(From Rep. Gail McCann Beatty, D-Kansas City)
Right to Work had a different twist this week as the sponsor of HB 582 suggested that unions have deliberately excluded minorities and "Right to Work" would improve opportunities for minority construction workers in the state. While I agree that opportunities for women and minorities needs improvement both within the unions and private sector, "right to work" is not the answer. I am hopeful that some good will come out of this debate that will bring all of the stakeholders to the table to find solutions that will result in more inclusion for minorities and women.
It is my opinion that weakening unions through "right to work" has little to do with the belief that it will create more jobs but more to do with unions traditionally supporting democratic candidates.
What is a "right to work" law? Despite its misleading name, this type of law does not guarantee anyone a job and it does not protect against unfair firing.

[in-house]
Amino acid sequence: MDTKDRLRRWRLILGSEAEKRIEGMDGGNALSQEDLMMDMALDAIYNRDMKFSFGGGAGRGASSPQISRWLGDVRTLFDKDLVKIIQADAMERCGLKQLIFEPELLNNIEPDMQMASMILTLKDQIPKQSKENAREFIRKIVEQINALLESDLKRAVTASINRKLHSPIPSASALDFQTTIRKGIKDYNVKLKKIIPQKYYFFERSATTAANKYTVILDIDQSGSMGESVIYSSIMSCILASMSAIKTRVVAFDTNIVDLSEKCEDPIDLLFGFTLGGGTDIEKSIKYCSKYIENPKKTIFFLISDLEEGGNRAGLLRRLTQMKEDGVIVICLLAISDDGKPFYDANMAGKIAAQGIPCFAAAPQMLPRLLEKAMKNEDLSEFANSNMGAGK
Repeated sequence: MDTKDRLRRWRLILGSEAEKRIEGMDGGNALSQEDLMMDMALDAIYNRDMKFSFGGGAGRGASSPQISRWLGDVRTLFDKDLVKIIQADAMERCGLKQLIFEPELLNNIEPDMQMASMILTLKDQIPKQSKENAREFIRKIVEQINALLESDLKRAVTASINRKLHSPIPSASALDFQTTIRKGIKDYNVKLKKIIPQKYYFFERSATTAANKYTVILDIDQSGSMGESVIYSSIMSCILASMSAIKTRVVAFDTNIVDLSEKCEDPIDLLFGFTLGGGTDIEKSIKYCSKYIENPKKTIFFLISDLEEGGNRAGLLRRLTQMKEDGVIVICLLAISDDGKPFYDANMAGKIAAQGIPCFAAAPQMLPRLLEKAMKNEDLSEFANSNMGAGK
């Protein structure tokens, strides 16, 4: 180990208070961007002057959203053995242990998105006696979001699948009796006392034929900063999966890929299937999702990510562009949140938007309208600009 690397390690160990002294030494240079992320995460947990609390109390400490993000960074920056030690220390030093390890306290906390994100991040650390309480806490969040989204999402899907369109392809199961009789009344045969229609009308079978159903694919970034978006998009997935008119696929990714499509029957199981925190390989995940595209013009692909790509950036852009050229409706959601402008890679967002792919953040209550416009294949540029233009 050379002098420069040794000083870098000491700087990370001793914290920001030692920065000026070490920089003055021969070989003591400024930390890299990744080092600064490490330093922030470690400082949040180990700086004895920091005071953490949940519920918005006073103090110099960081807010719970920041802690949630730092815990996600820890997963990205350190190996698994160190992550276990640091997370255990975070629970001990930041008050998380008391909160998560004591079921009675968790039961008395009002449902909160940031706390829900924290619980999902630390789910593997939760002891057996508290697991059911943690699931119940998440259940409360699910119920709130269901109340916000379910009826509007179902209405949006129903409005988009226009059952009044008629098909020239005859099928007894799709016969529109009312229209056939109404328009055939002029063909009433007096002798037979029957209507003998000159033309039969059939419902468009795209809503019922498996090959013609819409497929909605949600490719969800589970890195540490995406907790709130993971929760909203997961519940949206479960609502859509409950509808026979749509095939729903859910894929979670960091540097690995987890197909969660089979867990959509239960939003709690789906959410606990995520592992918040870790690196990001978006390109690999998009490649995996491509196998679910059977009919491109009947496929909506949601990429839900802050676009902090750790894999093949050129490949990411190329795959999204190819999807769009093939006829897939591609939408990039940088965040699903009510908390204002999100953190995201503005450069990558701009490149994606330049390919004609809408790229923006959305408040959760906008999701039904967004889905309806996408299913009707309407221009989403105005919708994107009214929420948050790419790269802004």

A "right to work" law is a state law that stops employers and employees from negotiating an agreement - also known as a union security clause - that requires all workers who receive the benefits of a collective bargaining agreement to pay their share of the costs of representing them. Right to Work laws say that unions must represent every eligible employee, whether he or she pays dues or not. In other words, "Right to Work" laws allow workers to pay nothing and still get all the benefits of union membership.
Let me assure you that I will oppose "Right to Work" and any other anti-worker legislation in any form in which they come before the General Assembly. I'm proud of my 100% pro-labor voting record over my past four (4) years in the Legislature because it represents important basic principles that I hold dear about defending the middle class and protecting our Constitutional right to collective bargaining.